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New role for zebrafish in human studies: Animal model uses mysterious enzyme also found in human brains

Date:
May 25, 2010
Source:
University of California - San Diego
Summary:
A researcher has discovered that zebrafish -- an important animal model in disease and environmental studies -- could provide the means to help scientists eventually reveal the function of a mysterious enzyme linked to the steroid cortisol, and found in the human brain.
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Michael E. Baker, PhD, a researcher at the University of California, San Diego School of Medicine has discovered that zebrafish -- an important animal model in disease and environmental studies -- could provide the means to help scientists eventually reveal the function of a mysterious enzyme linked to the steroid cortisol, and found in the human brain.

In people and other vertebrates, steroids like cortisol perform a variety of diverse duties, including regulating immune response, bone formation and brain activity. Too much cortisol, however, is unhealthy. High levels of the steroid have been linked to type 2 diabetes and may impair the brain's ability to store memories.

The human body regulates cortisol by employing an enzyme called 11 beta-hydroxysteroid dehydrogenase-type 1 or 11beta-HSD1, which catalyzes the synthesis of cortisol in liver and fat cells. A related enzyme known as 11 beta-HSD-type3 or 11 beta-HSD3 is expressed in the brain, though its utility remains unknown.

In new findings to be published in the June 3 issue of FEBS Letters, Baker, a research professor of medicine who works in the division of nephrology-hypertension at UC San Diego's School of Medicine, reports that 11 beta-HSD3 (but not 11 beta-HSD1) is present in zebrafish, where it appears to serve an important role in fish endocrine physiology.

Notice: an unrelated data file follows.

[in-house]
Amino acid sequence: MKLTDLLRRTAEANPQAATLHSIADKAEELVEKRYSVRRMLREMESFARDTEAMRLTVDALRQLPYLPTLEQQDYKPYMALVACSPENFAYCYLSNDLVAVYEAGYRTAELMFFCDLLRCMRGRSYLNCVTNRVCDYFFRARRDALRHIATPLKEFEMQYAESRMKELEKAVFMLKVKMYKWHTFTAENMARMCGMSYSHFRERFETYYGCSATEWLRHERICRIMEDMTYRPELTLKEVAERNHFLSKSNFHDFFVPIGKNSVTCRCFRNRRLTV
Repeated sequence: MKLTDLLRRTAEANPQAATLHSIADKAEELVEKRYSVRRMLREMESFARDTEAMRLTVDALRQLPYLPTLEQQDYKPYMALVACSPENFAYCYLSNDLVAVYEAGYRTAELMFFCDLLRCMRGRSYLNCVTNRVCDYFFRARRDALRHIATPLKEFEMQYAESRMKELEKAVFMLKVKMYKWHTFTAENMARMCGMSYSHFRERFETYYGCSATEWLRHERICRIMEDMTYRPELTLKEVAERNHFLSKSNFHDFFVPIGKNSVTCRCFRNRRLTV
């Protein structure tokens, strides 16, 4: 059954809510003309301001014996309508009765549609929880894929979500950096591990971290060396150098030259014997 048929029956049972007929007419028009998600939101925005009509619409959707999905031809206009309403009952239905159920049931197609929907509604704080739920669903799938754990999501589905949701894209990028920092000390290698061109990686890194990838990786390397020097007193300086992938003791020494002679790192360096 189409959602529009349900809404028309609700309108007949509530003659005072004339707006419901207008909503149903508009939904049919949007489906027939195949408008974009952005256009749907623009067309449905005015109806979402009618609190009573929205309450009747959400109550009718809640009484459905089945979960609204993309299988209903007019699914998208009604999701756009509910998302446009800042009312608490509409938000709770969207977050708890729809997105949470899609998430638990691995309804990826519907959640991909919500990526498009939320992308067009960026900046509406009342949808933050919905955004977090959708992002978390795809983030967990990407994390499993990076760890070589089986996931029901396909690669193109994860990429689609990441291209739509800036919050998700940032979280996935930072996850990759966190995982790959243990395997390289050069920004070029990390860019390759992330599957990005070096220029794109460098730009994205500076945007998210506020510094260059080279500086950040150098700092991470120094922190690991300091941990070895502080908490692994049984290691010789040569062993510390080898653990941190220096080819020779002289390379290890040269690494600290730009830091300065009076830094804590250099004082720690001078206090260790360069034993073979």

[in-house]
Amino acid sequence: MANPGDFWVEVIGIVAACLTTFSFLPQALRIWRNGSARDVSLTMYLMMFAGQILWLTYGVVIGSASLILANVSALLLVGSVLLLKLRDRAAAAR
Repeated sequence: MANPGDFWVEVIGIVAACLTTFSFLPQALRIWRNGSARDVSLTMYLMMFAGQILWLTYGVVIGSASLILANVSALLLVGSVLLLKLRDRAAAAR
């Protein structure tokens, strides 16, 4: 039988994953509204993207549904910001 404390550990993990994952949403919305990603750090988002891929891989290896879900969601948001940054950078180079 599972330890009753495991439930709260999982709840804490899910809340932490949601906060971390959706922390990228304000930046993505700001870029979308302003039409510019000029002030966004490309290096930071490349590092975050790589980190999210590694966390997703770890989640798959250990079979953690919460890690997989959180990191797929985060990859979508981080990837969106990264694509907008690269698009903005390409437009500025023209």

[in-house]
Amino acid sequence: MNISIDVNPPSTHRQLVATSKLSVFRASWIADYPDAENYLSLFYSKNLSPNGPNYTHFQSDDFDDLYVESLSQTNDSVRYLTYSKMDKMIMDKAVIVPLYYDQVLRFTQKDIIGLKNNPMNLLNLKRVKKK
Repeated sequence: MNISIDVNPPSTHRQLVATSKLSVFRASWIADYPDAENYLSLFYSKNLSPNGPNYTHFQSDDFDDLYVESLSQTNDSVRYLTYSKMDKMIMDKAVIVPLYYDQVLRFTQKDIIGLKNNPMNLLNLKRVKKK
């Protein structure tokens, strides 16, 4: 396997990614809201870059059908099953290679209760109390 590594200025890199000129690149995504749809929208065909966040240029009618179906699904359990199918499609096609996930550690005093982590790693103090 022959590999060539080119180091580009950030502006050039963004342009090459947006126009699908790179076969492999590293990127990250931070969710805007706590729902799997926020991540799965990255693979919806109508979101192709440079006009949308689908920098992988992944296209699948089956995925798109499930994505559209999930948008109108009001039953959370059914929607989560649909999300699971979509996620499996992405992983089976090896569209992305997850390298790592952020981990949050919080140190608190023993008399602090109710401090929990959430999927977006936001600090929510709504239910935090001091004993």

That makes the fish a potentially useful analog for cortisol studies, including discovering the purpose and function of 11 beta-HSD3 in human brains, which may be an evolutionary precursor to 11 beta-HSD1.

Interestingly, Baker found that the genomes of mice and rats do not contain 11 beta-HSD3, which means that inserting the appropriate gene for the enzyme in these animal models could provide additional avenues of investigation.


Story Source:

The above post is reprinted from materials provided by University of California - San Diego. The original item was written by Scott LaFee. Note: Materials may be edited for content and length.


Journal Reference:

  1. Michael E. Baker. Evolution of 11β-hydroxysteroid dehydrogenase-type 1 and 11β-hydroxysteroid dehydrogenase-type 3. FEBS Letters, 2010; 584 (11): 2279 DOI: 10.1016/j.febslet.2010.03.036

Cite This Page:

University of California - San Diego. "New role for zebrafish in human studies: Animal model uses mysterious enzyme also found in human brains." ScienceDaily. ScienceDaily, 25 May 2010. <www.sciencedaily.com/releases/2010/05/100519151741.htm>.
University of California - San Diego. (2010, May 25). New role for zebrafish in human studies: Animal model uses mysterious enzyme also found in human brains. ScienceDaily. Retrieved September 1, 2015 from www.sciencedaily.com/releases/2010/05/100519151741.htm
University of California - San Diego. "New role for zebrafish in human studies: Animal model uses mysterious enzyme also found in human brains." ScienceDaily. www.sciencedaily.com/releases/2010/05/100519151741.htm (accessed September 1, 2015).

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